Logging would inevitably destroy beech trees which hosted mistletoe because of the difficulty of spotting these plants high in the canopy, Mr Knightbridge said.
Expert evidence from DoC’s freshwater ecologist, Dr Philippe Gerbeaux said that roading activities associated with logging were a major threat to aquatic instream values through barriers to fish migration and loss of habitat for native fish. He said the value of the waterways in the areas proposed for logging may have been under-estimated because of the lack of survey work.
The Department of Conservation asked the Buller and Tasman District Councils to decline Timberlands’ resource consent applications.
further information please contact Eugenie Sage ph 03 3666
317 (wk) or
03 3371 251 (hme).
Appendix Key points from expert evidence by wildlife ecologist Dr Colin O’Donnell
Key points include:
- Timberlands’ logging regime “is new and has never been tested for its impacts on wildlife… no one knows the extent of (the) impacts.” “There are currently too many unanswered questions regarding whether wildlife populations will be able to be sustained within the forests proposed for logging.”
- Timberlands has not demonstrated that the logging proposed will sustain wildlife populations in perpetuity in the application area.
- forests in the Inangahua area (such as Orikaka) targeted for logging have some of the best kaka and parakeet counts recorded in New Zealand.
- Birds such kaka range over hundreds of hectares. Similarly, long tailed bats range over areas between 330 ha and 1589 ha (depending on the age of the bats and the stage of the breeding season). Dr O’Donnell said the proposed reserves covered very little of their range.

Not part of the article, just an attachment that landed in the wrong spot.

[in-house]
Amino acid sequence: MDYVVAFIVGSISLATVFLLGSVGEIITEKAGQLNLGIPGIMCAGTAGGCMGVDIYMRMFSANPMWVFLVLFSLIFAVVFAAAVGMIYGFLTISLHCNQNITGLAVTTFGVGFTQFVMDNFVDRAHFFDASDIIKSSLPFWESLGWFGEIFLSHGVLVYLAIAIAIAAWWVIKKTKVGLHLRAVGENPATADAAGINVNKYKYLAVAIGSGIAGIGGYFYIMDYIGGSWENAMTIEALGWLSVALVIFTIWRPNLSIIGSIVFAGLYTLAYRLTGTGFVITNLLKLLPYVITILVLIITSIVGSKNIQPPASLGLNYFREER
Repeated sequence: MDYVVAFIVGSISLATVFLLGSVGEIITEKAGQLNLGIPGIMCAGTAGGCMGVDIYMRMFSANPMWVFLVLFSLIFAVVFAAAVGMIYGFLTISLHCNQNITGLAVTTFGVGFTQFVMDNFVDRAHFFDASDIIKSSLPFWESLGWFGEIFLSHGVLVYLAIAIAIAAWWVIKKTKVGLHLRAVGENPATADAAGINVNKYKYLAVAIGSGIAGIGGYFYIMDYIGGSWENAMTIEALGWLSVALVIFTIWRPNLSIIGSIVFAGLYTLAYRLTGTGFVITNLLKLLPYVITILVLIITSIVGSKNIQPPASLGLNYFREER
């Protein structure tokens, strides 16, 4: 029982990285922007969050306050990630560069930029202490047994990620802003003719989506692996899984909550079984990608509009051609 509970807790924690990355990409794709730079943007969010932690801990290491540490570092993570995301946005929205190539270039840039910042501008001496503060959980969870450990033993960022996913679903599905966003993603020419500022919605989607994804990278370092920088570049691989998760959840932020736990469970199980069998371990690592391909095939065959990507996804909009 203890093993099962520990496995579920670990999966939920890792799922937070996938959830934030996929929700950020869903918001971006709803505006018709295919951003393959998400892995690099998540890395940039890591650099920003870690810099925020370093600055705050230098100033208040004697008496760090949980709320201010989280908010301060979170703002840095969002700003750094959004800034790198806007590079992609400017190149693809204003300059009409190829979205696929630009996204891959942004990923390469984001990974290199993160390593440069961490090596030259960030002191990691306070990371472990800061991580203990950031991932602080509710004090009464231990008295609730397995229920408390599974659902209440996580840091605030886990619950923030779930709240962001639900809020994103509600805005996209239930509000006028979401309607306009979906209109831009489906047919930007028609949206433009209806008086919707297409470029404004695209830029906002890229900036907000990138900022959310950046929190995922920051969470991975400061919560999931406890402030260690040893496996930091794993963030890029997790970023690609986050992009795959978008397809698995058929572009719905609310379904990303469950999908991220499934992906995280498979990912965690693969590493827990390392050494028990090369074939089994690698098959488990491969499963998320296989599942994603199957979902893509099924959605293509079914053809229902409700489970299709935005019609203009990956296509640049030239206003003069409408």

- DoC staff have recently discovered orange fronted parakeets in the Maruia forests. This threatened species has the same priority as the kakapo for conservation action to prevent it from becoming extinct.
- Some of the forests proposed for logging support some of the only significant populations of the threatened South Island long tailed bat. Forests in the Maruia valley have one of the highest bat activity levels recorded to date in New Zealand, with the exception of the Eglinton and Dart Valleys in Fiordland.
- All habitats where threatened species such as kaka and kiwi and the two bat species (long tailed and short tailed) occur should “be considered key sites for their recovery.”
- The conservation of bats in the Maruia forests is “of very high priority”
- Unless roosting sites for bats were identified and protected there was a high risk of localised logging wiping out a whole bat population. This is because research in Fiordland has shown that while bats feed over a 50 km 2 range at night, during the day they roost in patches of forest as small as 2 km 2. Timberlands has done little work on bats and roost sites and habitat areas in the application area were not identified.
- There are problems with Timberlands’ claim that logging pre-empts natural mortality. “It will be virtually impossible to predict which trees are going to die over the time frame of the logging cycles and on the scale of the proposed (logging)… There is no way to predict in which year and where, the natural windthrow events occur . Often trees which fall over in beech forest appear very healthy from the outside,” Dr O’Donnell said.
For a full
copy of the evidence please contact Andrea Jackson,
Department of Conservation, West Coast Conservancy ph 03 755